I just finished reading Dinesh D’Souza’s New York Times best-selling book, What’s So Great About Christianity? I highly recommend it and place it with Tim Keller’s The Reason for God as a must-read for Christians who want to be better prepared to defend their faith. D’Souza writes for the lay person but stands as tall as any theologian in defending Christianity against today’s angry atheists, Darwinists, relativists and others who mock followers of Christ largely because they lack reasonable and convincing evidence against the Christian faith.
To whet your appetite, here is a sampling of quotations from the book:
On reason and faith: “Faith is available to everyone. If the only way to find out about God was through reason, then smarter people would have the inside track and the less intelligent would be shut out. Getting into heaven would be like getting into Harvard. Apparently God wants to have people other than PhDs in heaven; He seems to have made room for some fishermen and other humble folk. Reason is aristocratic, but faith is democratic” (p. 201).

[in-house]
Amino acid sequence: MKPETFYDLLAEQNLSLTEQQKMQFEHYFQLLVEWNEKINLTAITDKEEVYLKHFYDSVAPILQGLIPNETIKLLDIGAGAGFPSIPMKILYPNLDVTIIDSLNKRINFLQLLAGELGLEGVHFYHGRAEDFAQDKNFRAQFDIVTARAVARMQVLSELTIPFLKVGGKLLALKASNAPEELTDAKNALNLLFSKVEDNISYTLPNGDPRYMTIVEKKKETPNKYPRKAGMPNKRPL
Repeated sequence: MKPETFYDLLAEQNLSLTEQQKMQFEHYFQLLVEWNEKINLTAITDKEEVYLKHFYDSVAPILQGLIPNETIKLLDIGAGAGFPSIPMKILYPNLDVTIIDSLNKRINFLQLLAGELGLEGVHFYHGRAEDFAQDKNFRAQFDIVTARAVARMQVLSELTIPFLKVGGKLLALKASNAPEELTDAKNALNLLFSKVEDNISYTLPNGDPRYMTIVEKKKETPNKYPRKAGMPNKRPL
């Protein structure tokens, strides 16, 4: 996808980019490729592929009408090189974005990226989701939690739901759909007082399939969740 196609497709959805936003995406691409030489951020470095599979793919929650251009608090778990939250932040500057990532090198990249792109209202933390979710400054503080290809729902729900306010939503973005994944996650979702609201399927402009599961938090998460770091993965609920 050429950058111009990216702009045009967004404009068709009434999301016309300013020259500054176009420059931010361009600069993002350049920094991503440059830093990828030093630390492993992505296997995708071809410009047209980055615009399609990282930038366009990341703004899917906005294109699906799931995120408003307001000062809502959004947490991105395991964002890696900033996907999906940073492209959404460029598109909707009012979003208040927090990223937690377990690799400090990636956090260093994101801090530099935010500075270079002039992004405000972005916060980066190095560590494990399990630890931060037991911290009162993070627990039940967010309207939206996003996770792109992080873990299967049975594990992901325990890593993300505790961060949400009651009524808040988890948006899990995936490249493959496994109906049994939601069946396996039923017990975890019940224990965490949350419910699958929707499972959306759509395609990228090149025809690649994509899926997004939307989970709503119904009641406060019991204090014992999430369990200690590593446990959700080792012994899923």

On atheists and revelation: “Atheists sometimes express bafflement over why God would not make His presence more obvious…. Perhaps (as Pascal writes) God wants to hide Himself from those who have no desire to encounter Him while revealing Himself to those whose hearts are open to Him. If God were to declare Himself beyond our ability to reject Him, then He would be forcing Himself on us. Pascal remarks that perhaps God wants to be known not by everyone but only by the creatures who seek Him” (p. 203).
On original sin: “Augustine asks us to look at the infant, how thoroughly self-absorbed it is, how petulantly it strikes its little arms out at the nurse. If babies do not do harm, Augustine wryly notes, it is not for lack of will but only for lack of strength. In the Christian understanding, the inner self is corrupt, so we need god’s grace to enter from the outside and transform our fallen human nature” (p. 258).
What’s So Great About Christianity? is a wonderful resource for engaging unbelieving friends — and doubting Christians — in sincere conversation about the strength and goodness of Christianity.